Coleman v. Malfi

Filing 11

ORDER DENYING 1 Petition for Writ of Habeas Corpus. Signed by Judge Jeffrey S. White on 11/3/08. (jjo, COURT STAFF) (Filed on 11/3/2008)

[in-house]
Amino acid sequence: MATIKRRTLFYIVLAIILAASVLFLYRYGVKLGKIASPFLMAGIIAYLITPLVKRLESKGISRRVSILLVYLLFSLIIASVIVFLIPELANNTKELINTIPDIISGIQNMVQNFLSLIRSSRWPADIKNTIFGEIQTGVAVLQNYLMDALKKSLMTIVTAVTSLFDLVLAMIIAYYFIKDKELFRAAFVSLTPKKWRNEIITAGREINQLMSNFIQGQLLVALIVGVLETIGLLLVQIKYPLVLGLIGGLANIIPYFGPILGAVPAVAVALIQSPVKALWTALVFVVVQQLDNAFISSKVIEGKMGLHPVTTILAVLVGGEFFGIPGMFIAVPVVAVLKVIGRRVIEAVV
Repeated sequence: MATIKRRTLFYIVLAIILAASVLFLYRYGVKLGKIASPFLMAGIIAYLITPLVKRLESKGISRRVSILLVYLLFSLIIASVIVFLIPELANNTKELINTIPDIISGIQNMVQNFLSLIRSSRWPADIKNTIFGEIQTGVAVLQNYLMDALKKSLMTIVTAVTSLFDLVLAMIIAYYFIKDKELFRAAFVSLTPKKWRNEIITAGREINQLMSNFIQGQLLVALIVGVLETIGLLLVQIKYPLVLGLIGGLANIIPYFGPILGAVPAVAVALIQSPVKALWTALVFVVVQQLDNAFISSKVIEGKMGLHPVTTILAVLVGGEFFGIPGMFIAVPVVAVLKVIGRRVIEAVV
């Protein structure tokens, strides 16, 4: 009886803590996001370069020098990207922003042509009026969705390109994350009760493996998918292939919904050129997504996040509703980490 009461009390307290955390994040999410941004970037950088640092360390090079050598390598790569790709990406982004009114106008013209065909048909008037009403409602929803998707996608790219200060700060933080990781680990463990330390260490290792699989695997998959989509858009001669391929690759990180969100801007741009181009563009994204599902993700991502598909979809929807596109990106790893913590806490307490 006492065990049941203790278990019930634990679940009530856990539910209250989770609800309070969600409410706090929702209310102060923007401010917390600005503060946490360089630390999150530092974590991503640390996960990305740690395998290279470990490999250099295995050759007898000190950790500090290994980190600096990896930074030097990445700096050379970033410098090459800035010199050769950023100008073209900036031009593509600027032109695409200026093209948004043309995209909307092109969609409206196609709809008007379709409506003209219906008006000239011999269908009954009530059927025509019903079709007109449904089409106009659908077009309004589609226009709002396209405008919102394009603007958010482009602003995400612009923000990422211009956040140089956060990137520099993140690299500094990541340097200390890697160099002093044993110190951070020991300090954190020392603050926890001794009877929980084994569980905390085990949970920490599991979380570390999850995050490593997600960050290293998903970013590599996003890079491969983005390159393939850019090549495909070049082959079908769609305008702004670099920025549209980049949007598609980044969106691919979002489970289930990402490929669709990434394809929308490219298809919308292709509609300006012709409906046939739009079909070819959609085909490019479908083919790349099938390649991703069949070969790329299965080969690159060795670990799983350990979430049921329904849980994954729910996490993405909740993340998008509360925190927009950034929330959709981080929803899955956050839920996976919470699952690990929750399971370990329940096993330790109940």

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1 2 3 4 5 6 7 8 9 10 11 12 13 14 15 16 17 18 19 20 21 22 23 24 25 26 27 28 vs. MALFI, Warden, Respondent. JEREMY COLEMAN, Petitioner, ) ) ) ) ) ) ) ) ) ) IN THE UNITED STATES DISTRICT COURT FOR THE NORTHERN DISTRICT OF CALIFORNIA No. C 06- 2807 JSW (PR) ORDER DENYING PETITION FOR A WRIT OF HABEAS CORPUS INTRODUCTION Petitioner, Jeremy Coleman, is a state prisoner currently incarcerated at the Sierra Conservation Center, in Jamestown, California. On April 24, 2006, Petitioner filed this pro se petition for a writ of habeas corpus under 28 U.S.C. 2254, alleging ineffective assistance of trial counsel in violation of the Sixth Amendment, and that his constitutional rights were violated by the admission of testimony regarding an unduly suggestive identification procedure. Per order filed on October 10, 2006, the Court found that the petition, when liberally construed, stated a cognizable federal claim and ordered Respondent to show cause why a writ of habeas corpus should not be granted. Respondent filed an answer. Petitioner has not filed a traverse. This pro se habeas petition is now before the Court for consideration on the merits. For the reasons discussed, the petition is denied. PROCEDURAL BACKGROUND On February 25, 2002, Petitioner was convicted by a jury in Contra Costa County Superior Court of second degree robbery, a violation of California Penal 1 2 3 4 5 6 7 8 9 10 11 12 13 14 15 16 17 18 19 20 21 22 23 24 25 26 27 28 Code sections 211 and 212.5, with an enhancement for the personal use of a firearm, pursuant to sections 12022.53(b) and 12025. On March 22, 2002, Petitioner was sentenced by the trial court to 12 years in state prison. The California Court of Appeal affirmed Petitioner's conviction on August 1, 2003, and the California Supreme Court denied review on October 15, 2003. On July 27, 2004, the Contra Costa County Superior Court denied petitioner's habeas corpus petition. The California Court of Appeal and California Supreme Court denied review on October 27, 2004, and March 29, 2006, respectively. Petitioner filed the instant federal petition for a writ of habeas corpus on April 24, 2006. FACTUAL BACKGROUND The facts underlying the charged offenses, as found by the California Court of Appeal, are summarized in relevant part, as follows: On March 28, 2001, about 10:30 p.m., Matthew Worthen was driving north on Longbrook Way in Pleasant Hill to a grocery store. Elissa Hemus, his girlfriend at the time, was sitting in the front passenger seat. Coleman appeared on the sidewalk, stepped in front of the car, and compelled Worthen to slam on the brakes and stop. Coleman approached Hemus's side, drew a gun, pointed it first at Worthen, then at Hemus, and tapped it on the window next to Hemus's head. As he spoke, Coleman's speech seemed choppy, which suggested to Worthen that Coleman was nervous. Coleman also had not seemed "real sturdy" in general to Hemus, and did not hold his gun entirely "sturdy in one position the whole time." Nonetheless, Coleman moved the gun only "a little bit" after holding it up to Hemus's head; thus, it essentially remained aimed at her head until he let Worthen and Hemus go. Worthen turned on the dome light and gave Coleman his pocket cash, at which point Coleman saw Worthen's Fossil watch. Coleman demanded Worthen's watch as well; Worthen gave it to him. After asking a couple of questions, Coleman said, "This is your lucky night, get out of here," or something to that effect. As Worthen pulled away, he and Hemus saw Coleman walking north in their direction "nonchalantly" or "like nothing ever happened." After driving only one-tenth of a mile, Worthen and Hemus found 2 1 2 3 4 5 6 7 8 9 10 11 12 13 14 15 16 17 18 19 20 21 22 23 24 25 26 27 28 a patrol car at the next intersection. The officer and Worthen agreed that Worthen would lead the officer back to Coleman. Worthen turned the car around to drive back south on Longbrook to the scene of the robbery and saw Coleman down the street still walking in the same manner and direction as before. A second patrol car responding to the scene passed Coleman, who ran into some bushes on the side of the street. The police apprehended Coleman immediately. During their search of Coleman the police found Worthen's Fossil watch and exactly $38 in cash, the same amount of which Worthen had been robbed. They also found a loaded gun on the ground near the place they had apprehended Coleman. Worthen had been numb with fear throughout the robbery because it was a "traumatic" experience. He was able to recall in detail the events of the night of March 28, 2001, because it "plays back in [his] mind.... A lot." Much of this numbing, traumatizing fear stemmed from the "gun [pointing at] him." In addition, due to Coleman's nervous tone of voice, Worthen had been afraid he would "freak [Coleman] out and Coleman would "make a nervous act and hurt somebody." Coleman's gun had also frightened Hemus. She consciously did not try to look at Coleman's face during the robbery for fear she might "scare him or maybe cause him to pull the trigger...." People v. Coleman, No. A098348, 2003 WL 21781154 (Cal. Ct. App. August 1, 2003), at *1-2. STANDARD OF REVIEW This Court may entertain a petition for habeas relief "in behalf of a person in custody pursuant to the judgment of a state court only on the ground that he is in custody in violation of the Constitution or laws or treaties of the United States." 28 U.S.C. 2254(a). The writ may not be granted unless the state court's adjudication of any claim on the merits: "(1) resulted in a decision that was contrary to, or involved an unreasonable application of, clearly established Federal law, as determined by the Supreme Court of the United States; or (2) resulted in a decision that was based on an unreasonable determination of the facts in light of the evidence presented in the State court proceeding." Id. at 3 1 2 3 4 5 6 7 8 9 10 11 12 13 14 15 16 17 18 19 20 21 22 23 24 25 26 27 28 2254(d). "Under the `contrary to' clause, a federal habeas court may grant the writ if a state court arrives at a conclusion opposite to that reached by the Supreme Court on a question of law or if the state court decides a case differently than the Supreme Court has on a set of materially indistinguishable facts." Williams v. Taylor, 529 U.S. 362, 412-12 (2000). "Under the `unreasonable application' clause, a federal habeas court may grant the writ if a state court identifies the correct governing legal principle from the Supreme Court's decisions but unreasonably applies that principle to the facts of the prisoner's case." Id. at 413. Based on this deferential standard, federal habeas relief will not be granted "simply because [this] court concludes in its independent judgment that the relevant state-court decision applied clearly established federal law erroneously or incorrectly. Rather, that application must also be unreasonable." Id. at 411. While circuit law may provide persuasive authority in determining whether the state court made an unreasonable application of Supreme Court precedent, the only definitive source of clearly established federal law under 28 U.S.C. 2254(d) is in the holdings (as opposed to the dicta) of the Supreme Court as of the time of the state court decision. Id. at 412; Clark v. Murphy, 331 F.3d 1062, 1069 (9th Cir. 2003). In deciding whether a state court's decision is contrary to, or an unreasonable application of, clearly established federal law, a federal court looks to the decision of the highest state court to address the merits of the petitioner's claim in a reasoned decision. LaJoie v. Thompson, 217 F.3d 663, 669 n.7 (9th Cir. 2000). When the state court decisions do not provide a reasoned opinion, as in this case, the court must "perform an `independent review of the record' to ascertain whether the state court decision was objectively unreasonable." Himes 4 1 2 3 4 5 6 7 8 9 10 11 12 13 14 15 16 17 18 19 20 21 22 23 24 25 26 27 28 v. Thompson, 336 F.3d 848, 853 (9th Cir. 2003) (quoting Delgado v. Lewis, 223 F.3d 976, 982 (9th Cir. 2000)). DISCUSSION In this petition for a writ of habeas corpus, Petitioner alleges ineffective assistance of counsel based on the failure of his defense attorney to: (1) authenticate and offer into evidence a radio transmission between the police officers that were dispatched to investigate the alleged robbery, and (2) question the alleged victim about a purported 38 minute lapse that he contends was unaccounted for in the time line of events.1 Petitioner also alleges that his Fourteenth Amendment rights were violated by the admission of testimony regarding his identification during an unduly suggestive field show-up. I. Ineffective Assistance of Counsel A. Legal Standard A claim of ineffective assistance of counsel is cognizable as a claim of denial of the Sixth Amendment right to counsel, which guarantees not only assistance, but effective assistance of counsel. Strickland v. Washington, 466 U.S. 668, 686 (1984). See Williams (Terry) v. Taylor, 529 U.S. 362, 404-08 (2000). The benchmark for judging any claim of ineffectiveness must be whether counsel's conduct so undermined the proper functioning of the adversarial process that the trial cannot be relied upon as having produced a just result. Strickland, 466 U.S. at 686. In order to prevail on a Sixth Amendment ineffective assistance of counsel claim, Petitioner must establish two things. First, Petitioner must establish that counsel's performance was deficient and fell below an "objective Respondent has failed to respond to this aspect of Petitioner's claim in the Answer to the order to show cause. However, this Court has resolved this claim on the merits. 1 5 1 2 3 4 5 6 7 8 9 10 11 12 13 14 15 16 17 18 19 20 21 22 23 24 25 26 27 28 standard of reasonableness" under prevailing professional norms. Strickland, 466 U.S. at 687-88. Second, Petitioner must establish that he was prejudiced by counsel's deficient performance and that "there is a reasonable probability that, but for counsel's unprofessional errors, the result of the proceeding would have been different." Id. at 694. A reasonable probability is a probability sufficient to undermine confidence in the outcome. Id. The Strickland framework for analyzing ineffective assistance of counsel claims is considered "clearly established Federal law, as determined by the Supreme Court of the United States" for the purposes of 28 U.S.C. 2254(d) analysis. B. Analysis 1. Failure to Authenticate Radio Transmission Petitioner claims that his defense counsel was ineffective for failing to authenticate and offer into evidence a radio transmission between police officers dispatched to investigate the robbery. During a hearing, out of the presence of the jury, defense counsel moved to introduce the "dispatch tape." Reporter's Transcript ("RT") at 459-60. According to the parties at the hearing, portions of the tape were unintelligible and there was no transcript of the contents. RT at 472-73. In support of her argument that the contents of the tape constitutes admissible evidence, defense counsel argued that the tape "goes to impeach Worthen." Id. Defense counsel informed the trial court that the impeachment involved the testimony about the direction Worthen gave to Officer Thomassian that the perpetrator was walking in "[a]nd the description that he was given." RT at 475. The Court found that the tape could not be admitted absent proper authentication, or a stipulation regarding its admissibility. RT at 472-73. During the course of the argument, defense counsel informed the court that the 6 1 2 3 4 5 6 7 8 9 10 11 12 13 14 15 16 17 18 19 20 21 22 23 24 25 26 27 28 information that she sought to introduce on the dispatch tape was "exactly the same [as the] information Officer Thomassian testified to yesterday." RT at 475. The tape would have been introduced to impeach aspects of testimony provided by one of the victim witnesses, Matthew Worthen. Specifically, Worthen testified that he reported to Officer Thomassian that the man who robbed him wore a blue hooded sweatshirt, and was walking northbound on Longbrook Way following the robbery. RT at 104. At the bench conference, Defense counsel describes the information on the tape, where apparently Officer Thomassian is heard saying that the suspect was wearing a dark sweatshirt and walking southbound on Longbrook. RT at 479. During defense counsel's cross examination of Worthen regarding the color of the sweatshirt, he testified "I might have said blue or black. It was the same dark color ." RT at 150. When pressed further by defense counsel, "[d]id you tell Officer Thomassian initially dark-colored sweatshirt, or did you give it blue or black?," Worthen answered, "I gave it honestly, I said blue or black hooded sweatshirt." Id. During cross examination of Officer Thomassian, defense counsel elicited from the witness that Worthen had told him that the perpetrator was heading southbound on Longbrook, see RT at 243, in contrast to Worthen's testimony that he had told Thomassian after the robbery that the perpetrator was walking northbound after the robbery, see RT at 151. The trial court ruled that the defense could introduce the tape only if there was a proper foundation could be established for it's admissibility, authentication by Officer Thomassian to identify who the information was obtained from, either through testimony or stipulation of the parties. RT at 480. The trial court found that without such a foundation, the tape did not constitute 7 1 2 3 4 5 6 7 8 9 10 11 12 13 14 15 16 17 18 19 20 21 22 23 24 25 26 27 28 proper impeachment because the sources of information on the tape were unknown. RT at 480. Defense counsel did not call Officer Thomassian back to lay the proper foundation and the tape was not introduced into evidence. Petitioner filed a state habeas corpus petition in the Contra Costa County Superior Court alleging ineffective assistance of counsel arising out of defense counsel's failure to authenticate the radio transmission. Pet. at 14. The state court denied the writ of habeas corpus without issuing a reasoned opinion regarding the claim. Pet. at 14. Because there was no reasoned decision on the merits from the state court, this court must conduct an independent review of the record to ascertain whether the state court decision was objectively unreasonable. Himes, 336 F.3d at 853. (a) Deficient Performance The first prong of Strickland requires Petitioner to show that counsel's performance was deficient. This requires showing that counsel made errors so serious that counsel was not functioning as the "counsel" guaranteed by the Sixth Amendment. See Strickland, 466 U.S. at 687. The defendant must show that counsel's representation fell below an objective standard of reasonableness. See id. at 688. The relevant inquiry is not what defense counsel could have done, but rather whether the choices made by defense counsel were reasonable. See Babbitt v. Calderon, 151 F.3d 1170, 1173 (9th Cir. 1998). Judicial scrutiny of counsel's performance must be highly deferential, and a court must indulge a strong presumption that counsel's conduct falls within the wide range of reasonable professional assistance. See Strickland, 466 U.S. at 689. Here, defense counsel's decision not to call back Officer Thomassian or otherwise introduce the tape does not rise to the level of deficient performance. The proffered inconsistencies between Worthen's testimony and Officer 8 1 2 3 4 5 6 7 8 9 10 11 12 13 14 15 16 17 18 19 20 21 22 23 24 25 26 27 28 Thomassian's recorded statements pertaining to whether Worthen initially stated that the robber walking northbound or southbound on Longbrook Way, were already presented to the jury through cross examination of Thomassian. Similarly, defense counsel elicited through cross examination of Worthen that he had given the description of the perpetrator's sweatshirt as "blue or black" to Thomassian, instead of dark, as the taped description apparently was. She also brought out through Officer Senst that the information he received was that the perpetrator was wearing a black sweatshirt. RT at 172. A difference of opinion as to trial tactics does not constitute denial of effective assistance, see United States v. Mayo, 646 F.2d 369, 375 (9th Cir. 1981), and tactical decisions are not ineffective assistance simply because in retrospect better tactics are known to have been available. See Bashor v. Risley, 730 F.2d 1228, 1241 (9th Cir. 1984). Tactical decisions of trial counsel deserve deference when: (1) counsel in fact bases trial conduct on strategic considerations; (2) counsel makes an informed decision based upon investigation; and (3) the decision appears reasonable under the circumstances. See Sanders v. Ratelle, 21 F.3d 1446, 1456 (9th Cir. 1994). The reasonableness of counsel's decisions must be measured against the prevailing legal norms at the time counsel represented the defendant. See Rompilla v. Beard, 545 U.S. 374, 387 (2005). Further, there is no ineffective assistance where defense counsel decides not to impeach a witness over inconsequential matters. Allen v. Woodford, 395 F.3d 979, 999 (9th Cir. 2005). It is reasonable to conclude that defense counsel did not call Officer Thomassian back for strategic reasons, because it would have unnecessarily consumed time and the information from the tape was already before the jury, except the description of the sweatshirt as dark. Recalling the prosecution's 9 1 2 3 4 5 6 7 8 9 10 11 12 13 14 15 16 17 18 19 20 21 22 23 24 25 26 27 28 witness may also have opened up additional opportunity for the prosecution to undermine the inconsistencies counsel was attempting to highlight. Counsel here was aware of the contents of the tape and argued in favor of its admission at a hearing. However, after the Court denied its admission absent further testimony from the witness, counsel did not recall Thomassian and, instead, used "exactly the same" information elicited on cross-examination in her closing arguments. Defense counsel employed the reasonable tactic of reserving uncured inconsistencies for closing arguments. RT at 544-59 (describing numerous inconsistencies from Worthen's and Officer Thomassian's testimony). Because judicial scrutiny of counsel's performance must be deferential and because there is a strong presumption that counsel's performance was reasonable, the Court concludes that counsel's performance was not deficient under the facts here. (b) Prejudicial Effect It is unnecessary for a federal court considering a habeas ineffective assistance claim to address the prejudice prong of the Strickland test if the petitioner cannot even establish incompetence under the first prong. See Siripongs v. Calderon, 133 F.3d 732, 737 (9th Cir. 1998). However, here there is no indication that "but for counsel's unprofessional errors, the result of the proceeding would have been different." Strickland, 466 U.S. at 694. The burden to prove prejudice rests with the Petitioner. Id. at 693. Impeachment tactics are a matter of trial strategy. Gustave v. United States, 627 F.2d 901, 906 (9th Cir. 1980). No prejudice exists where the alleged failure to impeach would have little impact on the overall trial. United States v. Bosh, 914 F.2d 1239, 1246 (9th Cir. 1990). As noted above, the minor discrepancies between Worthen's and Officer Thomassian's descriptions of the suspect's sweatshirt were brought out on cross-examination, except a description 10 1 2 3 4 5 6 7 8 9 10 11 12 13 14 15 16 17 18 19 20 21 22 23 24 25 26 27 28 on the tape of the sweatshirt as dark, rather than blue (or black, as Worthen testified on cross-examination). It cannot be said that any further impact from the admission of the taped description of the sweatshirt as "dark" itself would have had a significant impact on the trial. Nor would the repetitive admission of the inconsistency in the direction the suspect was heading have had that effect. The overall evidence of Petitioner's guilt was overwhelming. Both victim witnesses identified Petitioner within minutes after the robbery at a field showup. Worthen identified Petitioner again three months later in a line up. A search of Petitioner following his arrest uncovered Worthen's stolen Fossil watch and roughly the same amount of money that Worthen reported stolen to police. Lastly, a handgun matching the description given by Worthen was found on the ground near where Petitioner was arrested. In light of the weight of the evidence supporting Petitioner's guilt and the fact that not introducing the dispatch tape was a reasonable tactical decision, Petitioner fails to meet his burden of proving an ineffective assistance of counsel claim. Thus, the state court's decision was not contrary to, or an unreasonable application of, clearly established Federal law, as determined by the Supreme Court of the United States. Nor did the state court decision result in a decision that was based on an unreasonable determination of the facts in light of the evidence presented in the state court proceeding. 2. Failure to Cross-Examine Witness Petitioner next claims that defense counsel was ineffective for failing to question Worthen about a purported thirty-eight minute gap in the time-line of the robbery. Worthen testified at trial that he remembered seeing moonlight in the sky on the night of the robbery. RT at 119. However, according to Dr. Fraser, a defense expert, the moon on the night of the robbery went below the 11 1 2 3 4 5 6 7 8 9 10 11 12 13 14 15 16 17 18 19 20 21 22 23 24 25 26 27 28 horizon at 10:20 PM, meaning that it was no longer visible after that time. RT at 312. The police were dispatched regarding the robbery at 10:58 PM. Therefore, according to Petitioner, there was a thirty-eight minute period that was unaccounted for between the robbery and the time that the victims notified the police. Petitioner contends that had defense counsel questioned the victim witnesses about this time-line discrepancy, it would have proved that he could not have committed the robbery. However, it is clear from the trial record that defense counsel pursued a reasonable alternative defense theory. The theory advanced by the defense was based on misidentification. During cross-examination of Worthen, defense counsel elicited from him that the "robbery occurred at about 10:30, 10:35 in the evening[.]" RT at 119. Defense counsel also elicited from Worthen that it "was a clear night. There was enough moonlight in the sky[.]" RT at 119. The defense then called Dr. Fraser, who testified extensively on identification issues, including the affect lack of moonlight would have on nighttime illumination, and thus on a person's ability to make an accurate identification in a dark environment. RT 309-312. Finally, during summation, defense counsel vigorously argued that Worthen's confidence in his recollection was misplaced. RT at 545-46. Defense counsel argued that Worthen was mistaken about the lighting conditions at the time of robbery, given Dr. Fraser's expert testimony that the moon was not visible at the time of the robbery, which undermined confidence in Worthen's identification of Petitioner. RT at 545-46. Petitioner's claim is essentially that defense counsel should have pursued an alternative theory to the one she pursued. Petitioner argues essentially that defense counsel should have accepted the truth of Worthen's assertion that there was moonlight at the time of the robbery, and therefore, that the robbery must 12 1 2 3 4 5 6 7 8 9 10 11 12 13 14 15 16 17 18 19 20 21 22 23 24 25 26 27 28 have occurred before 10:20, leaving thirty-eight minutes unaccounted for in the prosecution's time-line of events. Instead, counsel used this evidence in support of her argument that Worthen was mistaken about whether there was light in the sky that night and that he could not see the perpetrator sufficiently well to make a proper identification. However, the two theories are at odds. Either the robbery occurred at or before 10:20 PM causing thirty-eight unaccounted minutes to elapse, or the robbery occurred later, after the moon had dropped below the horizon, in accord with the prosecution's time-line, but providing lighting conditions likely to have resulted in misidentification. Defense counsel could only reasonably choose one of these theories for the defense. (a) Deficient Performance Petitioner fails to establish that counsel's performance fell below an objective standard of reasonableness. In this case, the ineffectiveness Petitioner complains of relates to defense counsel's decision to use the evidence before the jury in support of the chosen theory of defense. A defense attorney has a general duty to make reasonable investigations or to make a reasonable decision that makes particular investigations unnecessary. See Strickland, 466 U.S. at 691. If counsel reviews the preliminary facts of the case and reasonably decides to pursue only one of two conflicting defense theories, for example, he need not investigate the abandoned defense theory further. See Williams v. Woodford, 384 F.3d 567, 611-12 (9th Cir. 2004) (where counsel reasonably selected an alibi defense as the primary defense theory, counsel no longer had a duty to investigate a "conflicting" mental-state defense); Turk v. White, 116 F.3d 1264, 1266 (9th Cir. 1997) (pursuit of conflicting theories would have confused the jury and undermined defendant's 13 1 2 3 4 5 6 7 8 9 10 11 12 13 14 15 16 17 18 19 20 21 22 23 24 25 26 27 28 chance of acquittal); Bean v. Calderon, 163 F.3d 1073, 1082 (9th Cir. 1998) (attorney's duty to further investigate diminished capacity defense ended when he chose to present an alibi theory rather than a diminished capacity defense based largely on defendant's representations that he was not present during the crime, defendant's refusal to blame his alleged co-burglar, and defendant's refusal to adopt the diminished capacity defense). This court applies a heavy measure of deference to defense counsel's judgment in deciding which defense theory to pursue among conflicting reasonable alternatives. See Silva v. Woodford, 279 F.3d 825, 836 (9th Cir. 2002). Defense counsel in this case used the expert's testimony to establish that although the robbery took place after 10:30 PM, confidence in Worthen's was undermined by his mistake about the moonlight, contrary to scientific evidence before the jury. In support of this theory, defense counsel competently and effectively elicited testimony from Worthen regarding time and lighting conditions, presented an identification expert to refute Worthen's recollection and challenge his identification, and finally, drove the point home in closing argument. Impeachment strategies are a matter of trial strategy. Gustave, F.2d at 906. Judicial scrutiny of counsel's performance is highly deferential, and this Court finds that counsel's conduct falls within the wide range of reasonable professional assistance. See Strickland, 466 U.S. at 689. Here, Petitioner fails to show how counsel's performance was deficient because the defense pursued one reasonable theory and not another conflicting theory. (b) Prejudicial Effect Because counsel's performance was not deficient, there is no need to examine the prejudice prong of Strickland. Siripongs, 133 F.3d at 737. However, Petitioner also fails to meet his burden in proving that but for 14 1 2 3 4 5 6 7 8 9 10 11 12 13 14 15 16 17 18 19 20 21 22 23 24 25 26 27 28 counsel's performance "the result of the proceeding would have been different." Strickland, 466 U.S. at 694. The evidence in this case against Petitioner was overwhelming and counsel's decision not to question Worthen about any purported gap in the time line does not establish "a reasonable probability that, absent the errors, the factfinder would have had a reasonable doubt respecting guilt.'" Luna v. Cambra, 306 F.3d 954, 961 (9th Cir. 2002) (quoting Strickland, 466 U.S. at 695). Petitioner has not established that there is a reasonable probability the result would have been different had counsel questioned the witnesses about the purported discrepancy in the timing of the robbery. Therefore, the state court's decision was not contrary to, or involve an unreasonable application of, clearly established Federal law, as determined by the Supreme Court of the United States. Nor did the state court decision result in a decision that was based on an unreasonable determination of the facts in light of the evidence presented in the state court proceeding. II. Field Show-up Petitioner claims that his Fourteenth Amendment rights were violated by the introduction of evidence regarding the field show-up procedure employed by the police on the night of the robbery. Within minutes after the robbery, police apprehended Petitioner who tried to escape into the bushes near the crime scene. RT at 108. The police admonished the victim witnesses that they detained someone who may or may not be the suspect, and asked if they would be willing to view that person. RT at 237, 246-47. Worthen testified about receiving this admonishment. RT at 108. The victim witnesses identified Petitioner as the robber during the single person field show-up. Petitioner argues that this technique was unduly suggestive. There is no reasoned state court opinion addressing this claim. 15 1 2 3 4 5 6 7 8 9 10 11 12 13 14 15 16 17 18 19 20 21 22 23 24 25 26 27 28 A. Legal standard "A conviction which rests on a mistaken identification is a gross miscarriage of justice." Stovall v. Denno, 388 U.S. 293, 297 (1967). Procedures by which the defendant is identified as the perpetrator therefore must be examined to assess whether they are unduly suggestive. "It is the likelihood of misidentification which violates a defendant's right to due process." Neil v. Biggers, 409 U.S. 188, 198 (1972). Due process protects against the admission of evidence deriving from suggestive pretrial identification procedures. See id. at 196. Unnecessarily suggestive pretrial identification procedures alone do not require exclusion of in-court identification testimony, however; reliability is the linchpin in determining the admissibility of identification testimony. See Manson v. Brathwaite, 432 U.S. 98, 100-14 (1977). Identification testimony is inadmissible as a violation of due process only if (1) a pretrial encounter is so impermissibly suggestive as to give rise to a very substantial likelihood of irreparable misidentification, and (2) the identification is not sufficiently reliable to outweigh the corrupting effects of the suggestive procedure. See Van Pilon v. Reed, 799 F.2d 1332, 1338 (9th Cir. 1986). A reviewing court may assume suggestiveness and review reliability first. See id. at 1339. An identification procedure is impermissibly suggestive when it emphasizes the focus upon a single individual thereby increasing the likelihood of misidentification. See United States v. Bagley, 772 F.2d 482, 493 (9th Cir. 1985); see, e.g., United States v. Burdeau, 168 F.3d 352, 357-58 (9th Cir. 1999) (finding that photo placement, hue and facial expression were insubstantial differences between defendant's photograph and the others in a photographic array and did not create an impermissible suggestion that defendant was the offender). 16 1 2 3 4 5 6 7 8 9 10 11 12 13 14 15 16 17 18 19 20 21 22 23 24 25 26 27 28 In determining whether in-court identification testimony is sufficiently reliable, courts consider five factors: (1) the witness' opportunity to view the defendant at the time of the incident; (2) the witness' degree of attention; (3) the accuracy of the witness' prior description; (4) the level of certainty demonstrated by the witness at the time of the identification procedure; and (5) the length of time between the incident and the identification. See Manson, 432 U.S. at 114; Neil, 409 U.S. at 199-200. See, e.g., United States v. Jones, 84 F.3d 1206, 1209-10 (9th Cir.) (although drive-by identification by witnesses was suggestive, it was permissible because there was not a substantial likelihood of misidentification), cert. denied, 519 U.S. 973 (1996) To prevail on habeas review, a petitioner must show that the identification procedures used in the case were "`so unnecessarily suggestive and conducive to irreparable mistaken identification that he was denied due process of law.'" Johnson, 63 F.3d at 929 (quoting Stovall, 388 U.S. at 301-02) (finding no due process violation where any possible prejudice defendant may suffer from unreliable identification mitigated by cross-examination and other courtroom safeguards). The ultimate question of the constitutionality of pretrial identification procedures is a mixed question of law and fact. See Van Pilon, 799 F.2d at 1336. B. Analysis In this case, the introduction of evidence regarding the field show-up did not violate Petitioner's due process rights. Each of the five reliability factors announced in Manson is present here. Therefore, the identification was not unduly suggestive. First, the witnesses had an opportunity to view the Petitioner while he held them up at gun point. Second, the witnesses' degree of attention was heightened by the circumstances of the robbery. 17 1 2 3 4 5 6 7 8 9 10 11 12 13 14 15 16 17 18 19 20 21 22 23 24 25 26 27 28 Worthen had been numb with fear throughout the robbery because it was a "traumatic" experience. He was able to recall in detail the events of the night of March 28, 2001, because it "plays back in [his] mind.... A lot." Much of this numbing, traumatizing fear stemmed from the "gun [pointing at] him." Coleman, 2003 WL 21781154 at *2. Third, the witnesses provided the police with an accurate description of Petitioner prior to his apprehension, accurately describing him as a male adult, about six feet tall, wearing a hooded sweatshirt, blue jeans and white shoes. RT at 242-43. These details were consistent with his appearance when he was apprehended shortly thereafter. Fourth, the record does not reflect any uncertainty regarding the identification on the part of the viewing witnesses at the time of the field show-up. And fifth, the length of time between the robbery and the identification was a mere few minutes, ensuring that the witnesses' recollections were fresh in their minds. The presence of each of these factors at the time the witnesses identified Petitioner supports the reliability of the identification. Therefore, the trial court's admission of this evidence was not so unnecessarily suggestive and conducive to irreparable mistaken identification as to violate Petitioner's Fourteenth Amendment rights and the petition must be DENIED. CONCLUSION The state court's denial of Petitioner's habeas petition is not contrary to or an unreasonable application of established federal law determined by the Supreme Court. Therefore, Petitioner's claims are DENIED. The Clerk shall enter judgment and close the file. IT IS SO ORDERED. DATED: November 3, 2008 _____________________ JEFFREY S. WHITE United States District Judge 18 1 2 3 4 5 6 7 8 9 10 11 12 13 14 15 16 17 18 19 20 21 22 23 24 25 26 27 28 Dated: November 3, 2008 Jeremy Coleman T48866 5100 O'byrnes Ferry Rd. Jamestown, CA 95327 JEREMY COLEMAN, Plaintiff, v. WARDEN MALF et al, Defendant. UNITED STATES DISTRICT COURT FOR THE NORTHERN DISTRICT OF CALIFORNIA Case Number: CV06-02807 JSW CERTIFICATE OF SERVICE / I, the undersigned, hereby certify that I am an employee in the Office of the Clerk, U.S. District Court, Northern District of California. That on November 3, 2008, I SERVED a true and correct copy(ies) of the attached, by placing said copy(ies) in a postage paid envelope addressed to the person(s) hereinafter listed, by depositing said envelope in the U.S. Mail, or by placing said copy(ies) into an inter-office delivery receptacle located in the Clerk's office. Richard W. Wieking, Clerk By: Jennifer Ottolini, Deputy Clerk